African Journal of
Plant Science

  • Abbreviation: Afr. J. Plant Sci.
  • Language: English
  • ISSN: 1996-0824
  • DOI: 10.5897/AJPS
  • Start Year: 2007
  • Published Articles: 807

Full Length Research Paper

Normalized difference vegetation index as screening trait to complement visual selections of durum wheat drought tolerant genotypes

Alemayehu Zemede Lemma
  • Alemayehu Zemede Lemma
  • Ethiopian Institute of Agricultural Research (EIAR), Addis Ababa, Ethiopia.
  • Google Scholar
Firew Mekbib Hailemariam
  • Firew Mekbib Hailemariam
  • Department of Plant Sciences, Faculty of Agriculture and Environmental Sciences, Haramaya University, P. O. Box 138, Dire-Dawa, Ethiopia.
  • Google Scholar
Kebebew Assefa Abebe
  • Kebebew Assefa Abebe
  • Ethiopian Institute of Agricultural Research (EIAR), Addis Ababa, Ethiopia.
  • Google Scholar
Zewdie Bishaw
  • Zewdie Bishaw
  • International Center for Agricultural Research in Dry Area (ICARDA), P. O. Box 5689, Addis Ababa, Ethiopia.
  • Google Scholar

  •  Received: 12 May 2021
  •  Accepted: 01 September 2021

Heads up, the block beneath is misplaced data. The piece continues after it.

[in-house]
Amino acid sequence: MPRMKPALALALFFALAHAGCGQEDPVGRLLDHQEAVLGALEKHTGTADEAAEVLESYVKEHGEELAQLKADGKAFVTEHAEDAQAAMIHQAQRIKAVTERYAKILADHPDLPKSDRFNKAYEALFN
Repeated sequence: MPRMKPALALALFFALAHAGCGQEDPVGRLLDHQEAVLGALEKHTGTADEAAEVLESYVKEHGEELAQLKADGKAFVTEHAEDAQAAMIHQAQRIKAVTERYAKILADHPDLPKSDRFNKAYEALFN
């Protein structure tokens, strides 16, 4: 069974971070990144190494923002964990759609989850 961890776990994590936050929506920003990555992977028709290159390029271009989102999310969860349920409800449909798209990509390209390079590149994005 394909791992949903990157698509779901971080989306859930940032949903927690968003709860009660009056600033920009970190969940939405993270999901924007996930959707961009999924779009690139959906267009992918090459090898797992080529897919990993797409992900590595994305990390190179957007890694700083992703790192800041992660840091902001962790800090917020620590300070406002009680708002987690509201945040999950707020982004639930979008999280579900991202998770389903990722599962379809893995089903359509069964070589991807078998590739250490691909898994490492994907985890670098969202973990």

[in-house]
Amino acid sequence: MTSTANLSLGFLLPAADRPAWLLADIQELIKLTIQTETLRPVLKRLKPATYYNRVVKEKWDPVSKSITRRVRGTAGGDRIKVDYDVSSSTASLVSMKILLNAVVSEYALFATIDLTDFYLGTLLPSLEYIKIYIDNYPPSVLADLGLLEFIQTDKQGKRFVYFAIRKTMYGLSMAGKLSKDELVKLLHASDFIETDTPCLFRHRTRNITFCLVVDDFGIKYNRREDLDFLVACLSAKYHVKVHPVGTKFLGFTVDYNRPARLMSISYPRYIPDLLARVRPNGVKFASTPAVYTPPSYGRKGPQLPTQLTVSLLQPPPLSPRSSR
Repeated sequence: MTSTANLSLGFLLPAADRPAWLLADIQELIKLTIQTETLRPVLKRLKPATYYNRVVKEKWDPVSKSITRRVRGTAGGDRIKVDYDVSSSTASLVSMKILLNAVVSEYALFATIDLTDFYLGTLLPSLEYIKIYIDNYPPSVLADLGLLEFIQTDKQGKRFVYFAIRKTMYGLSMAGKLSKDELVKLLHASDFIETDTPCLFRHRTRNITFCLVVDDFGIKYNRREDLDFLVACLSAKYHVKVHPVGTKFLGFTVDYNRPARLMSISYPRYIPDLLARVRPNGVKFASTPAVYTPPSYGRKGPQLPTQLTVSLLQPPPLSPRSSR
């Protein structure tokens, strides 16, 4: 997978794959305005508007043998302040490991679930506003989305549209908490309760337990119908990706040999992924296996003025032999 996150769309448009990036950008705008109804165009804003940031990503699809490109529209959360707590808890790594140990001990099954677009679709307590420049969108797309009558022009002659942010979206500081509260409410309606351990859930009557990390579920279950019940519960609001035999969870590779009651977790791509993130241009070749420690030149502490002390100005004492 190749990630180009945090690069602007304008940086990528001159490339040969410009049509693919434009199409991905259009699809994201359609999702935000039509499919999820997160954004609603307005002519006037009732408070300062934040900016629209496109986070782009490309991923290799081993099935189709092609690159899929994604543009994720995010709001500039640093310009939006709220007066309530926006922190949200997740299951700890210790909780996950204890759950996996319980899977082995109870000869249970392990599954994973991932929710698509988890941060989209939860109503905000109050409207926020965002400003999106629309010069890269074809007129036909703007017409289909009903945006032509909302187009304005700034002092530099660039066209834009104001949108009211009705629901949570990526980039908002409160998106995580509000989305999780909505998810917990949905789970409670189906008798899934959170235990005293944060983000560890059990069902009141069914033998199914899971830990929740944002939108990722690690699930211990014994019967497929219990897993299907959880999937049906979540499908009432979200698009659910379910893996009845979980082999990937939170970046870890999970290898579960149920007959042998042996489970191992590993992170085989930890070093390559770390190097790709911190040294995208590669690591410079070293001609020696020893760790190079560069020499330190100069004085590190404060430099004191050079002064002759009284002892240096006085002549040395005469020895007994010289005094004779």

•  Published: 31 January 2022


Normalized difference vegetation index (NDVI) is considered as a potential screening tool detecting stay green traits for drought tolerance. The present study aimed to evaluate durum wheat genotypes using NDVI under drought condition and investigate its association to grain yield. NDVI scores taken at different growth stages for 64 durum wheat genotypes were replicated twice in both sandy clay and clay textured soils situated at the same geographic location of Debre-Zeit Experimental Station, Ethiopia during 2016 rainy season; also, Green Seeker (Hand held) was used to measure the quantity of photosynthetically active pigments in leaves. Measurements of NDVI were made four to five times on sunny days between booting to physiological maturity. Analysis of variance showed significant variation among genotypes at 0.01% on NDVI values across all growth stages except at physiological maturity in both sandy clay and clay soils. The NDVI scores were highly significantly associated with yield at grain filling and anthesis stages in both soil environments. Overall, it is possible to suggest that use of NDVI would help complement identification of drought tolerant genotypes on durum wheat.